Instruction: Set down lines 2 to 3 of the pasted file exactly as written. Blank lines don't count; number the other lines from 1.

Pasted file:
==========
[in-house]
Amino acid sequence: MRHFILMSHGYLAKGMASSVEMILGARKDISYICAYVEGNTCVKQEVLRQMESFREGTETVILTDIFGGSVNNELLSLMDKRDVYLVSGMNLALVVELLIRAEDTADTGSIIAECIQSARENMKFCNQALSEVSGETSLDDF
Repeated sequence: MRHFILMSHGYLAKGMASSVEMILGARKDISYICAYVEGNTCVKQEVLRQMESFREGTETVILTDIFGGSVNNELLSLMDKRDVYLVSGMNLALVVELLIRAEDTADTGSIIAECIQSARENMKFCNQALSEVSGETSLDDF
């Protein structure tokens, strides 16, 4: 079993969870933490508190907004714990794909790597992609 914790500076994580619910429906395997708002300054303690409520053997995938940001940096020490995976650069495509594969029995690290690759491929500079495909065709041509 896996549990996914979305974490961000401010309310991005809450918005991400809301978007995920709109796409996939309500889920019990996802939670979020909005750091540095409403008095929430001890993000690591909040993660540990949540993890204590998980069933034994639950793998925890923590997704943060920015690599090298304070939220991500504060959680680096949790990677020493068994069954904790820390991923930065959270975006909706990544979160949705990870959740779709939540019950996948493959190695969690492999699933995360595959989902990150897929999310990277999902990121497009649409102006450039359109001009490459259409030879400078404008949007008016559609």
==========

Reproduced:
Amino acid sequence: MRHFILMSHGYLAKGMASSVEMILGARKDISYICAYVEGNTCVKQEVLRQMESFREGTETVILTDIFGGSVNNELLSLMDKRDVYLVSGMNLALVVELLIRAEDTADTGSIIAECIQSARENMKFCNQALSEVSGETSLDDF
Repeated sequence: MRHFILMSHGYLAKGMASSVEMILGARKDISYICAYVEGNTCVKQEVLRQMESFREGTETVILTDIFGGSVNNELLSLMDKRDVYLVSGMNLALVVELLIRAEDTADTGSIIAECIQSARENMKFCNQALSEVSGETSLDDF